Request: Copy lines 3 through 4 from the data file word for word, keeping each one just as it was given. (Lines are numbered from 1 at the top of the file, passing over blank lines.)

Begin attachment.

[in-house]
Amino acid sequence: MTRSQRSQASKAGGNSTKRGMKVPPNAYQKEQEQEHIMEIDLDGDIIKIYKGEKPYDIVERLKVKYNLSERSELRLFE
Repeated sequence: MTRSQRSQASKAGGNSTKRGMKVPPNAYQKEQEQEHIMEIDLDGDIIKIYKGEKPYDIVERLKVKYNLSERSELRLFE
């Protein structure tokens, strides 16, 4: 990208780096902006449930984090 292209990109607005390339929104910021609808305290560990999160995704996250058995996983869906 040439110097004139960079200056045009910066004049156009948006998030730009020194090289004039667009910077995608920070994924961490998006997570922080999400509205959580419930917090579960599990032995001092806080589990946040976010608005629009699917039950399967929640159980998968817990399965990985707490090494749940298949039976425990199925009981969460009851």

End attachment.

Repeated sequence: MTRSQRSQASKAGGNSTKRGMKVPPNAYQKEQEQEHIMEIDLDGDIIKIYKGEKPYDIVERLKVKYNLSERSELRLFE
């Protein structure tokens, strides 16, 4: 990208780096902006449930984090 292209990109607005390339929104910021609808305290560990999160995704996250058995996983869906 040439110097004139960079200056045009910066004049156009948006998030730009020194090289004039667009910077995608920070994924961490998006997570922080999400509205959580419930917090579960599990032995001092806080589990946040976010608005629009699917039950399967929640159980998968817990399965990985707490090494749940298949039976425990199925009981969460009851």